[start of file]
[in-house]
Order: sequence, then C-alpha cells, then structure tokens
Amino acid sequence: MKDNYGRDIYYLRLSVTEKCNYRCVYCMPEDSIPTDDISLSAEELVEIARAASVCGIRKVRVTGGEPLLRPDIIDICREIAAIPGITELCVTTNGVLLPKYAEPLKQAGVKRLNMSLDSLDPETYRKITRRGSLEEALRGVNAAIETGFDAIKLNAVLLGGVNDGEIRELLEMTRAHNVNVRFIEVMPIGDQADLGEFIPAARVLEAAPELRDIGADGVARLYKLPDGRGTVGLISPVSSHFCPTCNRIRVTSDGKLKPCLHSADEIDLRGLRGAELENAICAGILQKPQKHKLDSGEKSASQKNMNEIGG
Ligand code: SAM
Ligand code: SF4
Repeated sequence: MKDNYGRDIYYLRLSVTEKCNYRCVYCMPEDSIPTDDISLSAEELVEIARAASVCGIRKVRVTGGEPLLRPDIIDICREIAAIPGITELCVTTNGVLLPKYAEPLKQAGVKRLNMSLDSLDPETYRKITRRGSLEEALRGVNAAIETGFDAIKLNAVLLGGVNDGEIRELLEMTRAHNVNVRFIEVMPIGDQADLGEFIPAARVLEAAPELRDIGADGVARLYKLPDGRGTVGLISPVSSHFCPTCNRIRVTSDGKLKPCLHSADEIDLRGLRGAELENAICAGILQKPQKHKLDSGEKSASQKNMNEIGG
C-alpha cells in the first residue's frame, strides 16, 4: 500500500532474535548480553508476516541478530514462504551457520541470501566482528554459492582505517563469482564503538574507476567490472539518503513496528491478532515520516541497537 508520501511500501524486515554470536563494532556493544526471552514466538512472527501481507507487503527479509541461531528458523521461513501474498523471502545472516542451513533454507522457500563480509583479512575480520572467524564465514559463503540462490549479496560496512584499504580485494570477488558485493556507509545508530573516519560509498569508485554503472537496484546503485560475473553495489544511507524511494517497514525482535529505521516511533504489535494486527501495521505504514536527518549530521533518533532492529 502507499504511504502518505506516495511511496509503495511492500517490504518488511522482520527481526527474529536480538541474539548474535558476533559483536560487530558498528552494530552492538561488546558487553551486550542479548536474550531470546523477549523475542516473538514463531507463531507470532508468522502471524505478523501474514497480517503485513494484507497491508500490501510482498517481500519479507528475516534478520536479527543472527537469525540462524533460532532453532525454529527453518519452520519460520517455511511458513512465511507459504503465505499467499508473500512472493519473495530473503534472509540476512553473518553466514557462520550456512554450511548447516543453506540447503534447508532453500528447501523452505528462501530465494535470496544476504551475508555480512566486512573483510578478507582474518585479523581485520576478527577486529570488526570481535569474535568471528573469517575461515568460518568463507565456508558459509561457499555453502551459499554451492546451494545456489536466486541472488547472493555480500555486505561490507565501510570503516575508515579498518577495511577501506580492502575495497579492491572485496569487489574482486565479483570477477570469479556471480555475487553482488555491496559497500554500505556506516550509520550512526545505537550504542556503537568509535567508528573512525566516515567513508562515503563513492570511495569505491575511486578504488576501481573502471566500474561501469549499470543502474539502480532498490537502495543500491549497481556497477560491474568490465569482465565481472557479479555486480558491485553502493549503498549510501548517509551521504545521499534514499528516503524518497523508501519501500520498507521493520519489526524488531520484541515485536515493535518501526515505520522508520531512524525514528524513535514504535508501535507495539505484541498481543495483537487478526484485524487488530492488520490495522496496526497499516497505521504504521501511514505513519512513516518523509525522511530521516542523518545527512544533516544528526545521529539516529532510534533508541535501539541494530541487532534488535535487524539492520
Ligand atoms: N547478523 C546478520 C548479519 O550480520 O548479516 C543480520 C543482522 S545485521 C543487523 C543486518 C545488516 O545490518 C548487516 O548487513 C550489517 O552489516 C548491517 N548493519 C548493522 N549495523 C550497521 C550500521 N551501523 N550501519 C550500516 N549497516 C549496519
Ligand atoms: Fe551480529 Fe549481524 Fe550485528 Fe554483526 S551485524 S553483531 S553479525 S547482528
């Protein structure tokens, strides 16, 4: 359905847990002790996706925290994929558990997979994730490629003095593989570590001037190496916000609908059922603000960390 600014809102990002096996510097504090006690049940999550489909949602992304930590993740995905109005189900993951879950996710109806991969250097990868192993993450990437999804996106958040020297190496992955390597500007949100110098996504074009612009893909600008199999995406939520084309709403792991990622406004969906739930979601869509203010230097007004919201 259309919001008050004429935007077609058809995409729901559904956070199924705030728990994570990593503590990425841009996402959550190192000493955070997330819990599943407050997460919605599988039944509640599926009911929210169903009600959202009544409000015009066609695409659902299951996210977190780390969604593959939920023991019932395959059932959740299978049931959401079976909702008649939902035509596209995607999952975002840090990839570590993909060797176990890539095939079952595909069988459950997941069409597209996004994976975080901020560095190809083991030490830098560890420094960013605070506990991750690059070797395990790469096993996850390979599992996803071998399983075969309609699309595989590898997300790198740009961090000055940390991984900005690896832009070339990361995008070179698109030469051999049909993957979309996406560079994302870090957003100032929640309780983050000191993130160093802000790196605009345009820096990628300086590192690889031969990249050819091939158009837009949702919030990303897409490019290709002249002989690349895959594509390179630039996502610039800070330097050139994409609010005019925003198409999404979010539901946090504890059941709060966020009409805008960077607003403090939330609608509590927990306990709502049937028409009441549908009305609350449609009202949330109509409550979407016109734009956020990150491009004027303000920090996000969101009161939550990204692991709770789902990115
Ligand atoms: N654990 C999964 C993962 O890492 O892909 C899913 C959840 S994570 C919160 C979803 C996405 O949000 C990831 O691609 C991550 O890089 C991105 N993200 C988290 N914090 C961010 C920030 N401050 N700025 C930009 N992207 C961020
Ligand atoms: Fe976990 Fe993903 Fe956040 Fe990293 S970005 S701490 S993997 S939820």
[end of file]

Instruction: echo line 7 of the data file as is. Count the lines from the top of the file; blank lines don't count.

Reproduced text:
C-alpha cells in the first residue's frame, strides 16, 4: 500500500532474535548480553508476516541478530514462504551457520541470501566482528554459492582505517563469482564503538574507476567490472539518503513496528491478532515520516541497537 508520501511500501524486515554470536563494532556493544526471552514466538512472527501481507507487503527479509541461531528458523521461513501474498523471502545472516542451513533454507522457500563480509583479512575480520572467524564465514559463503540462490549479496560496512584499504580485494570477488558485493556507509545508530573516519560509498569508485554503472537496484546503485560475473553495489544511507524511494517497514525482535529505521516511533504489535494486527501495521505504514536527518549530521533518533532492529 502507499504511504502518505506516495511511496509503495511492500517490504518488511522482520527481526527474529536480538541474539548474535558476533559483536560487530558498528552494530552492538561488546558487553551486550542479548536474550531470546523477549523475542516473538514463531507463531507470532508468522502471524505478523501474514497480517503485513494484507497491508500490501510482498517481500519479507528475516534478520536479527543472527537469525540462524533460532532453532525454529527453518519452520519460520517455511511458513512465511507459504503465505499467499508473500512472493519473495530473503534472509540476512553473518553466514557462520550456512554450511548447516543453506540447503534447508532453500528447501523452505528462501530465494535470496544476504551475508555480512566486512573483510578478507582474518585479523581485520576478527577486529570488526570481535569474535568471528573469517575461515568460518568463507565456508558459509561457499555453502551459499554451492546451494545456489536466486541472488547472493555480500555486505561490507565501510570503516575508515579498518577495511577501506580492502575495497579492491572485496569487489574482486565479483570477477570469479556471480555475487553482488555491496559497500554500505556506516550509520550512526545505537550504542556503537568509535567508528573512525566516515567513508562515503563513492570511495569505491575511486578504488576501481573502471566500474561501469549499470543502474539502480532498490537502495543500491549497481556497477560491474568490465569482465565481472557479479555486480558491485553502493549503498549510501548517509551521504545521499534514499528516503524518497523508501519501500520498507521493520519489526524488531520484541515485536515493535518501526515505520522508520531512524525514528524513535514504535508501535507495539505484541498481543495483537487478526484485524487488530492488520490495522496496526497499516497505521504504521501511514505513519512513516518523509525522511530521516542523518545527512544533516544528526545521529539516529532510534533508541535501539541494530541487532534488535535487524539492520